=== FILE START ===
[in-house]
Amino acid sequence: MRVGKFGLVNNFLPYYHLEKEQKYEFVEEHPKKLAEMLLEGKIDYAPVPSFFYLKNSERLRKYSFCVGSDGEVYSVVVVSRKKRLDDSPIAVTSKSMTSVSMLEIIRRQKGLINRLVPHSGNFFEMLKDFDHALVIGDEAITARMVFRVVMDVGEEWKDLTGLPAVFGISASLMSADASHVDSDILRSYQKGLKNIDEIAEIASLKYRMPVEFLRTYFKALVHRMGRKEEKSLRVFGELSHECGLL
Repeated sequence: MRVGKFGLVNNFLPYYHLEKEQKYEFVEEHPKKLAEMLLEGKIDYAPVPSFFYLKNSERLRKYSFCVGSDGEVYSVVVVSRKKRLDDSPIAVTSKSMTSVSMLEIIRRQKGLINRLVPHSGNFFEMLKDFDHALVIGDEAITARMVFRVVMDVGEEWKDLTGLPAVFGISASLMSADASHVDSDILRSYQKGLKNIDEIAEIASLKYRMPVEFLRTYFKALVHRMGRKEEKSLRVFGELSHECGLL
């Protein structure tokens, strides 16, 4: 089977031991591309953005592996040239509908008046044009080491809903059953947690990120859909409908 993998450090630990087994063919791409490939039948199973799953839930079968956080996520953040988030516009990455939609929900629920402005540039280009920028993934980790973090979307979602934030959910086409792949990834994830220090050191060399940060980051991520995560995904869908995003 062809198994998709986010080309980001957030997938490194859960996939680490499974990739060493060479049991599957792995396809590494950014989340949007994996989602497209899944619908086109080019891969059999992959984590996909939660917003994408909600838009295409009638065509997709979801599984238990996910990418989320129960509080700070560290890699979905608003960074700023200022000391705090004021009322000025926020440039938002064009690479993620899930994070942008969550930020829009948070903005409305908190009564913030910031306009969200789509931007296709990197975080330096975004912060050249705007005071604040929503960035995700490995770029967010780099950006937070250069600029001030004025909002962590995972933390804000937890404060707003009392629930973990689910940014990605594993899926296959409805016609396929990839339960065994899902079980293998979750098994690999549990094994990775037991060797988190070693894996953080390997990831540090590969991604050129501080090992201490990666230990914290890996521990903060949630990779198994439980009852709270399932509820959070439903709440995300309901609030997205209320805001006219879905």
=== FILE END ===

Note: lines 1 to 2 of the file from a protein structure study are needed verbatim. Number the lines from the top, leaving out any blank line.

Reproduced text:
[in-house]
Amino acid sequence: MRVGKFGLVNNFLPYYHLEKEQKYEFVEEHPKKLAEMLLEGKIDYAPVPSFFYLKNSERLRKYSFCVGSDGEVYSVVVVSRKKRLDDSPIAVTSKSMTSVSMLEIIRRQKGLINRLVPHSGNFFEMLKDFDHALVIGDEAITARMVFRVVMDVGEEWKDLTGLPAVFGISASLMSADASHVDSDILRSYQKGLKNIDEIAEIASLKYRMPVEFLRTYFKALVHRMGRKEEKSLRVFGELSHECGLL